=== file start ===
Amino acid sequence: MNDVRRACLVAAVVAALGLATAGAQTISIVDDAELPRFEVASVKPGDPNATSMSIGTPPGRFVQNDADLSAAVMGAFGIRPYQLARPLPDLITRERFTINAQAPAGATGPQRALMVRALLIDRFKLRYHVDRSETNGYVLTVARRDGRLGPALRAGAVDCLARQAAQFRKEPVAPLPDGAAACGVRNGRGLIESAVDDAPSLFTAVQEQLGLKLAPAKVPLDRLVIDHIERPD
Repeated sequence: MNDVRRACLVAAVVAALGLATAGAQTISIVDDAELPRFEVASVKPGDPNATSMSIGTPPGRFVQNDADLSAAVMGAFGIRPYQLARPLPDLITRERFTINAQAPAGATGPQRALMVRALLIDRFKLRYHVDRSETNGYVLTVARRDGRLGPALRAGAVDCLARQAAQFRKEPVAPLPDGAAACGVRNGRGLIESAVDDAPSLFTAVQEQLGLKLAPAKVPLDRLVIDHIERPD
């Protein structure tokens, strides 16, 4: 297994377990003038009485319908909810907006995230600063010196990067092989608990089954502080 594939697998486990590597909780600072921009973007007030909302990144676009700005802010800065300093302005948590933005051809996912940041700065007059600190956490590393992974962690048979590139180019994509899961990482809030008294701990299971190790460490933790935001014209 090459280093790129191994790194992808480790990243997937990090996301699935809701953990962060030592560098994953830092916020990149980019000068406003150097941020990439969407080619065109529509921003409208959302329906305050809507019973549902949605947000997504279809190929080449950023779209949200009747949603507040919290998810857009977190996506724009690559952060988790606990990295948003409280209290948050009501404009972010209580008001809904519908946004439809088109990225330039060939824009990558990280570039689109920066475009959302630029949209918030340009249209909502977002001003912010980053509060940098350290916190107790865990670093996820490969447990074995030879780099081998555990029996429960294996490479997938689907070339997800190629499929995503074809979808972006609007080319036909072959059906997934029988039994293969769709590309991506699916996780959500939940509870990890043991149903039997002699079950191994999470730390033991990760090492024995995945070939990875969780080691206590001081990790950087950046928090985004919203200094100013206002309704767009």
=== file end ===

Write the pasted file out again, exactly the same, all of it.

Amino acid sequence: MNDVRRACLVAAVVAALGLATAGAQTISIVDDAELPRFEVASVKPGDPNATSMSIGTPPGRFVQNDADLSAAVMGAFGIRPYQLARPLPDLITRERFTINAQAPAGATGPQRALMVRALLIDRFKLRYHVDRSETNGYVLTVARRDGRLGPALRAGAVDCLARQAAQFRKEPVAPLPDGAAACGVRNGRGLIESAVDDAPSLFTAVQEQLGLKLAPAKVPLDRLVIDHIERPD
Repeated sequence: MNDVRRACLVAAVVAALGLATAGAQTISIVDDAELPRFEVASVKPGDPNATSMSIGTPPGRFVQNDADLSAAVMGAFGIRPYQLARPLPDLITRERFTINAQAPAGATGPQRALMVRALLIDRFKLRYHVDRSETNGYVLTVARRDGRLGPALRAGAVDCLARQAAQFRKEPVAPLPDGAAACGVRNGRGLIESAVDDAPSLFTAVQEQLGLKLAPAKVPLDRLVIDHIERPD
């Protein structure tokens, strides 16, 4: 297994377990003038009485319908909810907006995230600063010196990067092989608990089954502080 594939697998486990590597909780600072921009973007007030909302990144676009700005802010800065300093302005948590933005051809996912940041700065007059600190956490590393992974962690048979590139180019994509899961990482809030008294701990299971190790460490933790935001014209 090459280093790129191994790194992808480790990243997937990090996301699935809701953990962060030592560098994953830092916020990149980019000068406003150097941020990439969407080619065109529509921003409208959302329906305050809507019973549902949605947000997504279809190929080449950023779209949200009747949603507040919290998810857009977190996506724009690559952060988790606990990295948003409280209290948050009501404009972010209580008001809904519908946004439809088109990225330039060939824009990558990280570039689109920066475009959302630029949209918030340009249209909502977002001003912010980053509060940098350290916190107790865990670093996820490969447990074995030879780099081998555990029996429960294996490479997938689907070339997800190629499929995503074809979808972006609007080319036909072959059906997934029988039994293969769709590309991506699916996780959500939940509870990890043991149903039997002699079950191994999470730390033991990760090492024995995945070939990875969780080691206590001081990790950087950046928090985004919203200094100013206002309704767009």